Yasoda brought up Sri Krishna, the son of Devaki, in his early years. However, Yasoda was not blessed to witness the marriage of Sri Krishna with Rukmini and she felt very sad. Sri Krishna promised to fulfill her desire in her next birth as Vakuladevi in his next avatara as Srinivasa. In Rukmini's next birth as Vakuladevi, she was serving Lord Varahaswami when He sent her to serve Srinivasa.

Sometime later, a King named Akasa Raja who belonged to the Lunar race was ruling over Thondamandalam. He had a brother named Thondaman. Akasa Raja had no heirs, and therefore, he wanted to perform a sacrifice. As part of the sacrifice, he was ploughing the fields when his plough turned up a lotus in the ground. On examining the lotus, the King found a female child in it.



Akasa Raja was happy to find the child. He carried it to his palace and gave it to his Queen. At that time he heard a voice from above which said, "Oh! King, tend to it as your child and fortune will befall you." As the child was found in a lotus, the king named her Padmavati.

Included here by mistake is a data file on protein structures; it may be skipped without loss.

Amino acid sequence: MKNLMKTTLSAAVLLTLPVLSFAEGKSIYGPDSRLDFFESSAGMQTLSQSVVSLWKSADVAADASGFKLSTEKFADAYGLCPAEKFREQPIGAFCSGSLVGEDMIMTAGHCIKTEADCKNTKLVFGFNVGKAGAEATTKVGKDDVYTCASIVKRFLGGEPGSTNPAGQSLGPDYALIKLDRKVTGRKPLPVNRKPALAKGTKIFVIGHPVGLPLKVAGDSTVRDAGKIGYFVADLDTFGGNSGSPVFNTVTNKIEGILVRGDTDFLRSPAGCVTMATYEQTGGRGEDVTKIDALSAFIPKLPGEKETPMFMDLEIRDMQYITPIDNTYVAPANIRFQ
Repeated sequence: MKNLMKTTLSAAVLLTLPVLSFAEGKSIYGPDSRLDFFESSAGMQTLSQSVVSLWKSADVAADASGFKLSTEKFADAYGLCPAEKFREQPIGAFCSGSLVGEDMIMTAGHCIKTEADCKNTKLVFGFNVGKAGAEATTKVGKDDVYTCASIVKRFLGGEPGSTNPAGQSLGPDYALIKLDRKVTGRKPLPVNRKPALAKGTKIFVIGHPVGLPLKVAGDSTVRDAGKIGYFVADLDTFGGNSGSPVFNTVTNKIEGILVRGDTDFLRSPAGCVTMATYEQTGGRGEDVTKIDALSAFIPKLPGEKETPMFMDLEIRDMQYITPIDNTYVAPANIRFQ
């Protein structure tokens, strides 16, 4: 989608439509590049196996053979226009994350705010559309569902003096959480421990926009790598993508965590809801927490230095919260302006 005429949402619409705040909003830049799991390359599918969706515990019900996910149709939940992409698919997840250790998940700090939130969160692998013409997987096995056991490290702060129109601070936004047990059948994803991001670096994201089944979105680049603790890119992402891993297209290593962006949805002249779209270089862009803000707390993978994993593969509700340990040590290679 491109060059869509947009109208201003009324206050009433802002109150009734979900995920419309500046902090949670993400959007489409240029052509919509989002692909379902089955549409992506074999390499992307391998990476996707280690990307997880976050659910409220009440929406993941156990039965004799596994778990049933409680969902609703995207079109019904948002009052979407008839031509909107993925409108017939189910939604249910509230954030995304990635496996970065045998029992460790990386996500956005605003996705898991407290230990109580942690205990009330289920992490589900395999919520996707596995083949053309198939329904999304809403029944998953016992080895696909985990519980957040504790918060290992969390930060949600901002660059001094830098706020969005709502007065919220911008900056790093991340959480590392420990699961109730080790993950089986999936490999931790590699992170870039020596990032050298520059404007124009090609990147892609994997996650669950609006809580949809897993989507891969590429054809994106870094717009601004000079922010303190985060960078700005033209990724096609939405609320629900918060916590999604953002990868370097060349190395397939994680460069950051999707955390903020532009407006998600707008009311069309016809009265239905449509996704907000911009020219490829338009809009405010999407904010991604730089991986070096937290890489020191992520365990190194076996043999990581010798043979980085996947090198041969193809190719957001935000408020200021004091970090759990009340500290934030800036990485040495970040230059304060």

In course of time, Princess Padmavati grew up into a beautiful maiden and was attended to by a host of maids. One day, while she was spending her time in a garden picking flowers with her maids, Sage Narada approached her. Assuring her that he was her well-wisher, he asked her to show him her palm to read her future. He foretold that she was destined to be the spouse of Lord Vishnu himself.



At this time, Lord Srinivasa, who was hunting, chased a wild elephant in the forests surrounding the hills. In the elephant's pursuit, the Lord was led into a garden, where Princess Padmavati and her maids were picking flowers. The sight of the elephant frightened the Princess and her maids.

But the elephant immediately turned around, saluted the Lord and disappeared into the forest.



Lord Srinivasa, who was following on horse back, and saw the frightened maidens, who accosted Him with queries. Lord Srinivasa gave the maids details about his birth and parentage. He, in turn, enquired after their princess, her birth and parentage.

When the maids informed Lord Srinivasa that the princess was Padmavati, foster daughter of Akasa Raja, He expressed his interest in her. However, He was repulsed with stones thrown at Him by the maids. He returned to the hills in haste, leaving His horse behind.